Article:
One thing nearly all Egyptians agree on is that Egypt doesn’t work. There’s the corruption, which helps keep the few hundred wealthiest families in control of the economy and government. The system these families have created makes it very difficult for entrepreneurs (who create the most new jobs and threaten the economic power of the old families) or social change in general. This is not unique but is common throughout the world. It is worse in Egypt and while most Egyptians believed the Moslem Brotherhood promises to clean up the corruption and introduce economic and political freedoms, they were disappointed when this did not happen. Instead Morsi, in an effort to keep his radicals happy, began introducing Islamic law (sharia) and lifestyle restrictions. That provided the popular support the military (which has always been on the payroll of the wealthy families) needed to depose the Moslem Brotherhood government without triggering a popular uprising. Much to the dismay of the Islamic conservatives, this was hailed by most Egyptians, as was the military use of violence to clear the Moslem Brotherhood protestors from the streets. While the military leadership is in the pocket of the wealthy families, most of the troops (many of them conscripts) are not. To survive, the military leadership must constantly stay on the right side of public opinion. Meanwhile, the corrupt police (and their gangster allies, who have formed “pro-military citizen vigilante groups”) are back on the streets looking for anti-government activity. That means Moslem Brotherhood and Islamic radical supporters have to be careful. A wrong word on the street could get you arrested, beaten, or worse.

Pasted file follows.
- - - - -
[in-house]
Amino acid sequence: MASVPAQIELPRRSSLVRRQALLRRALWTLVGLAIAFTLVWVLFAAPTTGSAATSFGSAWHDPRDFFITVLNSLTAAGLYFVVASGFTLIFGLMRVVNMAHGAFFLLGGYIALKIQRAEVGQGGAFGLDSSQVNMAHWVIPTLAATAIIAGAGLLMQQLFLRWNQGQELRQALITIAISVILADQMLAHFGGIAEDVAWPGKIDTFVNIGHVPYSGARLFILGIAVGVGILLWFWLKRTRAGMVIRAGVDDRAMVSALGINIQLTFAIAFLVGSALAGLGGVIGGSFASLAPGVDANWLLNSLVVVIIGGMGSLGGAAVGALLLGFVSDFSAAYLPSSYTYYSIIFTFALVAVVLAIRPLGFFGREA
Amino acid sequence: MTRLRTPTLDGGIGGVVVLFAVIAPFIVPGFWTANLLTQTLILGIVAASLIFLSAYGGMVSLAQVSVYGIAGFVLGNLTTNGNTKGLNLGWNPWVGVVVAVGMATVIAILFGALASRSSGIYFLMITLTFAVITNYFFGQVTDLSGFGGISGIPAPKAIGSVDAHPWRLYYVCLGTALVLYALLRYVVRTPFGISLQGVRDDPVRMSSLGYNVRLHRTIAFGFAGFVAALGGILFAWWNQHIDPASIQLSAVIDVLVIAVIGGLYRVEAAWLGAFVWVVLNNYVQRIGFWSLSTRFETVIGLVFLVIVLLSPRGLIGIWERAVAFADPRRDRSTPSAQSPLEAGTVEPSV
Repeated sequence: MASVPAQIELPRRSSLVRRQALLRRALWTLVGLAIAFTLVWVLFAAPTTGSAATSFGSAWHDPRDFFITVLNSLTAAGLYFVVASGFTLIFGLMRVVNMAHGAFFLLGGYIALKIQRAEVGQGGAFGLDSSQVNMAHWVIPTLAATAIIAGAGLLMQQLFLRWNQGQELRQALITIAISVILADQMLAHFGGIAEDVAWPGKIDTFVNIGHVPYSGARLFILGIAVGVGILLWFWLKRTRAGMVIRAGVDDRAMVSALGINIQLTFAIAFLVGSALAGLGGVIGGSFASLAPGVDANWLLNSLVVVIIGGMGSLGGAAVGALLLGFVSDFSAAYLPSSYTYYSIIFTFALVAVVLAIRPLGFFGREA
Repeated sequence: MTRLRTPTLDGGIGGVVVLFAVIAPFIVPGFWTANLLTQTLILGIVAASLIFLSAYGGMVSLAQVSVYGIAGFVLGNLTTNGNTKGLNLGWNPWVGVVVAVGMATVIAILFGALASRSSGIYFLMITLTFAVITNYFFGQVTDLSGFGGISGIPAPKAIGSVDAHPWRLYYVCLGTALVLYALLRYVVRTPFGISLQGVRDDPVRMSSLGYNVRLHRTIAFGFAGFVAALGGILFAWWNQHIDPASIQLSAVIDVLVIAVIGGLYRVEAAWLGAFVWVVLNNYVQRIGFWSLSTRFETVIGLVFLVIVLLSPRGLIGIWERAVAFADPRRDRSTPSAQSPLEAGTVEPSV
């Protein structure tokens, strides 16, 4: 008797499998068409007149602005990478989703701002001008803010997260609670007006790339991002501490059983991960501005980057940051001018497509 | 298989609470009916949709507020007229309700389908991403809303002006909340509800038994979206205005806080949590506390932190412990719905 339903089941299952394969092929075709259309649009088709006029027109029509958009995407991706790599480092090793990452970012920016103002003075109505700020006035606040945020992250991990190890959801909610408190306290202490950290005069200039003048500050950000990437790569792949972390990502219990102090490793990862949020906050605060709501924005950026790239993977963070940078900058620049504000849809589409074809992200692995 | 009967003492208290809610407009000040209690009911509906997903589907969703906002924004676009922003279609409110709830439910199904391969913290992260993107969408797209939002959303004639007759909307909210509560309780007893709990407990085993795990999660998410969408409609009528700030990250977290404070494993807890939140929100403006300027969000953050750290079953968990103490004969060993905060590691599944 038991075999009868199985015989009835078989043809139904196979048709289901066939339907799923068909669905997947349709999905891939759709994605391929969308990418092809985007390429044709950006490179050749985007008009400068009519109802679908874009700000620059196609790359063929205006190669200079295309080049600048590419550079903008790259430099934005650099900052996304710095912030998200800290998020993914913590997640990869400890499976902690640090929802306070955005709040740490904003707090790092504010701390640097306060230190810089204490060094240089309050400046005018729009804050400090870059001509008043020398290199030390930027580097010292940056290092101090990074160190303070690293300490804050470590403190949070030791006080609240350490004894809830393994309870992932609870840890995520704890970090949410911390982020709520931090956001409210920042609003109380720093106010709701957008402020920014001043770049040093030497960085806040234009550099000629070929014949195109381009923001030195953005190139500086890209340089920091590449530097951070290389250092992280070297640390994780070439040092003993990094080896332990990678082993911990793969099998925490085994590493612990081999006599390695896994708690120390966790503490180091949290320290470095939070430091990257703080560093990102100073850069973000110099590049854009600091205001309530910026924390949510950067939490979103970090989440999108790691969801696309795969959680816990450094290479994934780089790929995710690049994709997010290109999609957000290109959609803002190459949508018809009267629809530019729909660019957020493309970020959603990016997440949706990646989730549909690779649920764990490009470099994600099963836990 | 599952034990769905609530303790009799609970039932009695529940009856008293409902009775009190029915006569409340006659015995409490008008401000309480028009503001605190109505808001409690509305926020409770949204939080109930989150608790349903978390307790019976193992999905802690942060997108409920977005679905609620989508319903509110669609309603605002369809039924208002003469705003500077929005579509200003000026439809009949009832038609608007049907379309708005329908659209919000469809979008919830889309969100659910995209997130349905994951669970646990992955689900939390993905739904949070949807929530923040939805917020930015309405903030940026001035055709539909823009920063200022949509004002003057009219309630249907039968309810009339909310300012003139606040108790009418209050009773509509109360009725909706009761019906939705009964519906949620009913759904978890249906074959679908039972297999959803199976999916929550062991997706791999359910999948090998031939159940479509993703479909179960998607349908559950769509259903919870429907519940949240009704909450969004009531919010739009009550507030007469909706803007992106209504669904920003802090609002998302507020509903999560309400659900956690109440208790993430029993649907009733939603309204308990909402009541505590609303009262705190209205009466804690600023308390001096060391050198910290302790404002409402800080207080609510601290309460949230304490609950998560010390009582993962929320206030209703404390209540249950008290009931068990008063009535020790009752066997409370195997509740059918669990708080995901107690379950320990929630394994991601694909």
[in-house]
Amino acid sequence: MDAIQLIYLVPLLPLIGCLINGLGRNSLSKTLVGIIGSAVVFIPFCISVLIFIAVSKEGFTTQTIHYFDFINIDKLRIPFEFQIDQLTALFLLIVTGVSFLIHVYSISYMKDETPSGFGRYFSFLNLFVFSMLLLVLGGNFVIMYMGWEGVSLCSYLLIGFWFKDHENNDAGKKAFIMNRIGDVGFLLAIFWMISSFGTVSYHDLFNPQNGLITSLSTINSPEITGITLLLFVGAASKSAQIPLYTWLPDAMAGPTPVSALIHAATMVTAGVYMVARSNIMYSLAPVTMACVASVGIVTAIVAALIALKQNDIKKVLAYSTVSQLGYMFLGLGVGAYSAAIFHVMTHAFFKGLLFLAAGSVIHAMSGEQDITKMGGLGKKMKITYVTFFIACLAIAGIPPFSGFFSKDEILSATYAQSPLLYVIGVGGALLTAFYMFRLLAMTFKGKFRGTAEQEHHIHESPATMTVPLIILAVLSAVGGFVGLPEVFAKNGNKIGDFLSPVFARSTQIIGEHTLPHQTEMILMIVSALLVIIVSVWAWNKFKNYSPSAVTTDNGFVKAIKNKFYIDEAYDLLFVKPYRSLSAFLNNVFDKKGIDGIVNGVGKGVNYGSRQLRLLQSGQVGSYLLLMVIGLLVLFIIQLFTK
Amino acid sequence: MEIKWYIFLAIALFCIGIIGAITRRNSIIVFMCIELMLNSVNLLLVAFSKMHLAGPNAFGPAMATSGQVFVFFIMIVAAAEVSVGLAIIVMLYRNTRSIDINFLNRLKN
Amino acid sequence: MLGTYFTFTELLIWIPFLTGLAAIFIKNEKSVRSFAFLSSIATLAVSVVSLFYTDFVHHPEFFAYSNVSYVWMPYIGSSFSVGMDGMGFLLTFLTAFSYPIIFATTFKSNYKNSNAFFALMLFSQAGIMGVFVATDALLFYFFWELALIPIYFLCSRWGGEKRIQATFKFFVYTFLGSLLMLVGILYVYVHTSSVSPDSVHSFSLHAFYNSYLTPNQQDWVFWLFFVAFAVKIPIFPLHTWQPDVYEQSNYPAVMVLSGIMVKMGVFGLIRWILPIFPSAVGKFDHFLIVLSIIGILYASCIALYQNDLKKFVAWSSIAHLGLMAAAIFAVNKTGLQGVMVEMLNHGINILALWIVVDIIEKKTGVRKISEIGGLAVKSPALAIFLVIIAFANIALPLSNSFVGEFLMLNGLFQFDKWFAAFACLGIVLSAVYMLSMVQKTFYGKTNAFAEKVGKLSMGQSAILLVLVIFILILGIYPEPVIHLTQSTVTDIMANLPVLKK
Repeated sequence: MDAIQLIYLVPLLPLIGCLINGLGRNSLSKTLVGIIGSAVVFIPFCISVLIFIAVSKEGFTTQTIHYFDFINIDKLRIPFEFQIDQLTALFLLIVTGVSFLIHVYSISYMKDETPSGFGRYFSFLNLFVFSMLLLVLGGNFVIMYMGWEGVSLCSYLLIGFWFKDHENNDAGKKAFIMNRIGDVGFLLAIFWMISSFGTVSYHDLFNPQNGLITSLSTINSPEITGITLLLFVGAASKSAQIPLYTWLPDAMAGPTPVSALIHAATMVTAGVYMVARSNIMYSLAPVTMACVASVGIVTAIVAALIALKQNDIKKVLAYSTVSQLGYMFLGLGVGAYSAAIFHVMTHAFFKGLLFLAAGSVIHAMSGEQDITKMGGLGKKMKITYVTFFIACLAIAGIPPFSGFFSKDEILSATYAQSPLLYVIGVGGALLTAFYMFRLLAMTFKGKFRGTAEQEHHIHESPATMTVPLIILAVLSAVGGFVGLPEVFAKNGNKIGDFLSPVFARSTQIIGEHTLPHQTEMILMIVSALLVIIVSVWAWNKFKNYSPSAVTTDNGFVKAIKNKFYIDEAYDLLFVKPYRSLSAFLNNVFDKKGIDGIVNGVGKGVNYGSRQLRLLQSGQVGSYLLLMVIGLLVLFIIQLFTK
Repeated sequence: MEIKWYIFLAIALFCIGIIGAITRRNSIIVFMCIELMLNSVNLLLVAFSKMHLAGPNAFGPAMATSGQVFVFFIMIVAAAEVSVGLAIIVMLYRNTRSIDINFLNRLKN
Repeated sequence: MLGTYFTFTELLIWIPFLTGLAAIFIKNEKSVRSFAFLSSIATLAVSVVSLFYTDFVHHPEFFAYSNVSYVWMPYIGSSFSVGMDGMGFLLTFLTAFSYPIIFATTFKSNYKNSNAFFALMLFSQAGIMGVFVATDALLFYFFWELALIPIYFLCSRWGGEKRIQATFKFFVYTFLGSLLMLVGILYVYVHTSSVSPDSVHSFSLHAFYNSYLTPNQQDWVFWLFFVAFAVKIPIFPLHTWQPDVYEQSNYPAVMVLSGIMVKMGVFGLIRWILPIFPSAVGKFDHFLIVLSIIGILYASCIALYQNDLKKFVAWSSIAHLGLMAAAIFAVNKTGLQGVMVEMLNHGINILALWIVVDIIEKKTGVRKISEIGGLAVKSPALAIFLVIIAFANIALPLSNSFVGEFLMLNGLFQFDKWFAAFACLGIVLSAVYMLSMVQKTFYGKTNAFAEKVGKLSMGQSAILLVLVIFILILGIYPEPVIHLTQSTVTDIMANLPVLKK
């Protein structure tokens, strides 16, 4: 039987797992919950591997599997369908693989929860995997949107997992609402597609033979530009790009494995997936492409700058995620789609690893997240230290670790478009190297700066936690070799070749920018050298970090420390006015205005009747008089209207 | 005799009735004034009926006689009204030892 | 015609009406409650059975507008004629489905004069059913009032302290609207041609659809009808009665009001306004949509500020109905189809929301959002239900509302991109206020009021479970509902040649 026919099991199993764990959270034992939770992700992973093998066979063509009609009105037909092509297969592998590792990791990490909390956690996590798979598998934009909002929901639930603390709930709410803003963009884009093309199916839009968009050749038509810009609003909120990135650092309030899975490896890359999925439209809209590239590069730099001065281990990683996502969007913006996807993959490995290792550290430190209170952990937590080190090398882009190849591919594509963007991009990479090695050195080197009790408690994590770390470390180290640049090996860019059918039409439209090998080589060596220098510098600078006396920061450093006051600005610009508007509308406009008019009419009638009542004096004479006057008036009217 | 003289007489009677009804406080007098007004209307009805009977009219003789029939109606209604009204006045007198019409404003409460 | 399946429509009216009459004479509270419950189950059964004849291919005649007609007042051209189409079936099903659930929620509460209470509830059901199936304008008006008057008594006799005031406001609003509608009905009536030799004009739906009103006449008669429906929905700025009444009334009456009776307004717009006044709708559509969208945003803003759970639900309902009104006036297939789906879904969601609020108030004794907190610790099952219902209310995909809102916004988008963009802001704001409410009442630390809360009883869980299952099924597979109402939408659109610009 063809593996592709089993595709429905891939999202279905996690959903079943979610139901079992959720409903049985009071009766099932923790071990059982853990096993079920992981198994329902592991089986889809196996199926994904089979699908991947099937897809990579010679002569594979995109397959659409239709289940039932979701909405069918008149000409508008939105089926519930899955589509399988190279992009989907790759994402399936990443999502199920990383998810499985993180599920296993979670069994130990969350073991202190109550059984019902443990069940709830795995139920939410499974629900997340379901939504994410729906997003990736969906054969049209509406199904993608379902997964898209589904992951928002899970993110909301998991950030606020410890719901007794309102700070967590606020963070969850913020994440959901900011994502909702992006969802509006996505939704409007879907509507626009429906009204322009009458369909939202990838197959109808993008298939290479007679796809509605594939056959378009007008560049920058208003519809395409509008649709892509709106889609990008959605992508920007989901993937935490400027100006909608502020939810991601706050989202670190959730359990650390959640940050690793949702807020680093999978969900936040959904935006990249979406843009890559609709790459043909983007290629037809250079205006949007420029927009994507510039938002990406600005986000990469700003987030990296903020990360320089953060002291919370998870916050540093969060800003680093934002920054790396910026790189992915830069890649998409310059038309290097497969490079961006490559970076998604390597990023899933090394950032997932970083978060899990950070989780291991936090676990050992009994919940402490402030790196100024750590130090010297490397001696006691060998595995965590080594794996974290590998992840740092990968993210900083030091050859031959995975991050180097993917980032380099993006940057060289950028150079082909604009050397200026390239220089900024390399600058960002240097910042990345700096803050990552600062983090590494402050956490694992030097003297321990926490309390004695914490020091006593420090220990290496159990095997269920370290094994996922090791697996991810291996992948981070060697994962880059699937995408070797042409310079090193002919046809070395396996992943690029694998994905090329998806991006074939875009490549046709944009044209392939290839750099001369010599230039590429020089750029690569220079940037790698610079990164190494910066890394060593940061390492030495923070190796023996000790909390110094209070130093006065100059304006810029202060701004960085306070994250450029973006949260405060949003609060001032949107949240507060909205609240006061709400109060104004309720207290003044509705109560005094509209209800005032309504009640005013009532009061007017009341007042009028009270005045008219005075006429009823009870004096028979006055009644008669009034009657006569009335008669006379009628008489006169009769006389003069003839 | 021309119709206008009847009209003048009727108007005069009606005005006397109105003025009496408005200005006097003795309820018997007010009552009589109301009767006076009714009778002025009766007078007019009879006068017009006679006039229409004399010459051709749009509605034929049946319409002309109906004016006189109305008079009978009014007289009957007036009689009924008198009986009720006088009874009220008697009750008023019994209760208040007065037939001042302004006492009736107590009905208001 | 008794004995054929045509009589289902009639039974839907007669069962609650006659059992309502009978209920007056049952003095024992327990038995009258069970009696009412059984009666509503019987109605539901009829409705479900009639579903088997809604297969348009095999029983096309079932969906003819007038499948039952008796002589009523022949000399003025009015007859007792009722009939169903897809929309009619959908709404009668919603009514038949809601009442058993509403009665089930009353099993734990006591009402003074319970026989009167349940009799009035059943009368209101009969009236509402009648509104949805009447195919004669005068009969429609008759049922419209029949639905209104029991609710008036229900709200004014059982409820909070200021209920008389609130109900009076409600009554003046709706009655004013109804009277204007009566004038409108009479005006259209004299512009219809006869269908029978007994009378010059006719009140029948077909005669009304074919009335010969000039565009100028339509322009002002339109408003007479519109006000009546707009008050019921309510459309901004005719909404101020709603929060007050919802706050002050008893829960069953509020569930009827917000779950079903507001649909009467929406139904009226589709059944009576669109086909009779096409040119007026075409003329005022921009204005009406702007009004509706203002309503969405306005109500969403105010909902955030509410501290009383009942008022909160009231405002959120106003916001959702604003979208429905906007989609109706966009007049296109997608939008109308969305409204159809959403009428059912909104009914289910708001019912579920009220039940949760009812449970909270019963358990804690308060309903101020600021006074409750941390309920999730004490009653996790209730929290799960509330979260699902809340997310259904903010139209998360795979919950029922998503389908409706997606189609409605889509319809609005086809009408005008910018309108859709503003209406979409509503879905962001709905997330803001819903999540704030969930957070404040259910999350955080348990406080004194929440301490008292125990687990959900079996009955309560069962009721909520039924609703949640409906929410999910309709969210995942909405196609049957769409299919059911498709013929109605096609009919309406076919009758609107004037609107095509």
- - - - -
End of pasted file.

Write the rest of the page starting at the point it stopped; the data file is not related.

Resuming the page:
The Christian minority (Copts, about ten percent of the population who have maintained their Christianity for nearly 2,000 years) have suffered from increased Moslem Brotherhood violence since Morsi was arrested on the 14th. Many Brotherhood members believe the Copts should get out of Egypt or convert to Islam. Since the 14th some fifty churches have been attacked by Brotherhood supporters and hundreds of Christians injured.